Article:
6. Testing may die if technology stops changing. Testing is questioning the product. There isn’t much call to question a product that stays the same, especially if it operates in an environment and for a user base that also doesn’t change. The ambition to innovate is what invigorates the need for testers. Take away that ambition and we all will have to get jobs in comic book stores.

7. Testing may die by starvation.  When companies reward people who take unknown risks, but not people who discover what those risks actually are, testing is not being nourished. If the craft becomes uninviting to smart, talented, motivated people because you’ve turned it into a boring, uninteresting activity: that also will starve testing. The only people left would be the ones who are too frightened or lazy to leave. The reputation of testing would become steadily worse.

Michael and I teach Rapid Software Testing, which is like a martial art of testing. It’s exciting. We are trying to show people that their jobs don’t have to suck. We feed the testers.

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dmierkin
227 days ago
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Injectable NanoParticles Let Mice See Near InfraRed!

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Wow! This paper, Mammalian Near-Infrared Image Vision through Injectable and Self-Powered Retinal Nanoantenna, newly published in Cell seems like something from the future. Basically they injected nano-particles that convert near infra-red to visible light into the retinal layer of the eye in mice enabling the mice to see in the near infra-red.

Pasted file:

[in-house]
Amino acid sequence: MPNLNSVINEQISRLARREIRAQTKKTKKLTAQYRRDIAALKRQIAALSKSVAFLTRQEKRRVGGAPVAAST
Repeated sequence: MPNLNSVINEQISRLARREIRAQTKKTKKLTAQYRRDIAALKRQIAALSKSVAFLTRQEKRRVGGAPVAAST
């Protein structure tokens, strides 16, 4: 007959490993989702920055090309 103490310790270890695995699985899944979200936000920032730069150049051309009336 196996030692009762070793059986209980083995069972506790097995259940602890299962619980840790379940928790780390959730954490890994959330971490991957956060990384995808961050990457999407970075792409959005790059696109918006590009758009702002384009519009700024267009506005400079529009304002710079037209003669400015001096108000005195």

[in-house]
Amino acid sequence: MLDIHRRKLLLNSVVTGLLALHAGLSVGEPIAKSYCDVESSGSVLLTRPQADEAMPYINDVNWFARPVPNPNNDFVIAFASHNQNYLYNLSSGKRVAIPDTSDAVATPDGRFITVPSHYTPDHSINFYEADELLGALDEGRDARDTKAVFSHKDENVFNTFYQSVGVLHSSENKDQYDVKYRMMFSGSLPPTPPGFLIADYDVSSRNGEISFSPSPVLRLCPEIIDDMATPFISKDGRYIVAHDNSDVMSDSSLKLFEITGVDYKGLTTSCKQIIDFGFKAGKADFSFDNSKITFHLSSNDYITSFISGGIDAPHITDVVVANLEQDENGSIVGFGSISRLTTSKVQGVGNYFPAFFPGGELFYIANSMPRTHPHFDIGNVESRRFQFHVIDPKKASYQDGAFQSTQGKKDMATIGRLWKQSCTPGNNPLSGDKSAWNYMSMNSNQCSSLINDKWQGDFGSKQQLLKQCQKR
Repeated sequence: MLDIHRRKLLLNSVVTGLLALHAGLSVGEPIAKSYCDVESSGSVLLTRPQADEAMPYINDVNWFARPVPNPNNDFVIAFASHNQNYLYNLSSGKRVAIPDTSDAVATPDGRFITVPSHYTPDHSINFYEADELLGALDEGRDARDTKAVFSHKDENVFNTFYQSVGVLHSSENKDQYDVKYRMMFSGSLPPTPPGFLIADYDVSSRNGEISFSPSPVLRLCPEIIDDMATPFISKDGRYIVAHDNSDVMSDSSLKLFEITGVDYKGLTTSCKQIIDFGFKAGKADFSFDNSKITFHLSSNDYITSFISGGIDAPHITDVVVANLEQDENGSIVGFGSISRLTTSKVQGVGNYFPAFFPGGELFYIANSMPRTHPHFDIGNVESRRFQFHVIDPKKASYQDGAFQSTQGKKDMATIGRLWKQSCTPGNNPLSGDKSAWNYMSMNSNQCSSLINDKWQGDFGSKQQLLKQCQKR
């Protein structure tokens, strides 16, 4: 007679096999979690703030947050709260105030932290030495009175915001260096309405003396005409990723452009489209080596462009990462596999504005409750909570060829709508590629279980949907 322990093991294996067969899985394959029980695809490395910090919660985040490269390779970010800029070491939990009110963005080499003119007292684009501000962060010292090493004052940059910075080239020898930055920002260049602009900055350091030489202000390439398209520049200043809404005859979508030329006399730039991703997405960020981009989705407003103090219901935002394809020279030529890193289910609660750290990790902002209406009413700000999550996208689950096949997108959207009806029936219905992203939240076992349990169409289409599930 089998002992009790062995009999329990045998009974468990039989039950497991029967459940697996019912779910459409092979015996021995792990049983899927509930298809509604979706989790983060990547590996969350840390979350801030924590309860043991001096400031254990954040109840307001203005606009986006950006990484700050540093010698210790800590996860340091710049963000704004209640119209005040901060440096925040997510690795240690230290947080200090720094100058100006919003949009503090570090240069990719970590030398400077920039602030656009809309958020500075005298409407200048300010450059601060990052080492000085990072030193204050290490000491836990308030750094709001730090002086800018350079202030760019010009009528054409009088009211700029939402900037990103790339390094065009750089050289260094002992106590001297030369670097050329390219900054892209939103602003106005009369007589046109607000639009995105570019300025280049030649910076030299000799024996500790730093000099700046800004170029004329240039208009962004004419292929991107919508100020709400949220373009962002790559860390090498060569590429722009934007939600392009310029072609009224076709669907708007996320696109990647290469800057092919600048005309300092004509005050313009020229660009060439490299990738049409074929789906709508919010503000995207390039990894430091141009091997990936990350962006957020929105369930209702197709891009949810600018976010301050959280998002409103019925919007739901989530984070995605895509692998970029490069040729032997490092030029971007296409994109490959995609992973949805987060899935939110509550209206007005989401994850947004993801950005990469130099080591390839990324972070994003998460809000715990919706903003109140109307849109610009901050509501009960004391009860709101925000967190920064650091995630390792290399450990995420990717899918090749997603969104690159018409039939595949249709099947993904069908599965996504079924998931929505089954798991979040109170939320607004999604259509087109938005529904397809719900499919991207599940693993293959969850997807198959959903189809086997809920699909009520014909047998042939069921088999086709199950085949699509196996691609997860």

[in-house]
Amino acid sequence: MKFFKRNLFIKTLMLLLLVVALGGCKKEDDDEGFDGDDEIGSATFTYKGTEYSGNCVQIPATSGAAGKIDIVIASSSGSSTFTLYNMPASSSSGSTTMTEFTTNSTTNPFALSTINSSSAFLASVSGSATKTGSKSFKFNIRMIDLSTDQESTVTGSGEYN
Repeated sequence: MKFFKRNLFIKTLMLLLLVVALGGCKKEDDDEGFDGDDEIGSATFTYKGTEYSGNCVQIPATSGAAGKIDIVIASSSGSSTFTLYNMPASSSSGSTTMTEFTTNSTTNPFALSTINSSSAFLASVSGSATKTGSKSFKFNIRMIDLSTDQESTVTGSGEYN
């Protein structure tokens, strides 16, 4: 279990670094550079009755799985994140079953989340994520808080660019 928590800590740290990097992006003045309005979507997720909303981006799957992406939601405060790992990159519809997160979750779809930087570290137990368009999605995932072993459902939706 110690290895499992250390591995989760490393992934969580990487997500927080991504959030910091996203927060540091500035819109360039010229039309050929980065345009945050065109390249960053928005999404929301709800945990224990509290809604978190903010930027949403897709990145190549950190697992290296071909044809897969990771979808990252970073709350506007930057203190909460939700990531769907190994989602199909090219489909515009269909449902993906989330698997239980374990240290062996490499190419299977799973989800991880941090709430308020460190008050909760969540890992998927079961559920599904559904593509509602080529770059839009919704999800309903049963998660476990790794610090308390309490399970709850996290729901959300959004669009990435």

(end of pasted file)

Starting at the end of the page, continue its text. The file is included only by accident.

…we developed ocular injectable photoreceptor-binding upconversion nanoparticles (pbUCNPs). These nanoparticles anchored on retinal photoreceptors as miniature NIR light transducers to create NIR light image vision with negligible side effects. Based on single-photoreceptor recordings, electroretinograms, cortical recordings, and visual behavioral tests, we demonstrated that mice with these nanoantennae could not only perceive NIR light, but also see NIR light patterns. Excitingly, the injected mice were also able to differentiate sophisticated NIR shape patterns. Moreover, the NIR light pattern vision was ambient-daylight compatible and existed in parallel with native daylight vision. This new method will provide unmatched opportunities for a wide variety of emerging bio-integrated nanodevice designs and applications.

…In summary, these nanoparticles not only provide the potential for close integration within the human body to extend the visual spectrum, but also open new opportunities to explore a wide variety of animal vision-related behaviors. Furthermore, they exhibit considerable potential with respect to the development of bio-integrated nanodevices in civilian encryption, security, military operations, and human-machine interfaces, which require NIR light image detection that goes beyond the normal functions of mammals, including human beings. Moreover, in addition to visual ability enhancement, this nanodevice can serve as an integrated and light-controlled system in medicine, which could be useful in the repair of visual function as well as in drug delivery for ocular diseases.

The researchers are mostly from China. It sometimes seems that Chinese researchers are naturally extropian, bolder and more optimistic about technology, human extension and the future then anyone else in the world.

Hat tip: Paul Kedrosky.

The post Injectable NanoParticles Let Mice See Near InfraRed! appeared first on Marginal REVOLUTION.

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dmierkin
228 days ago
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Wow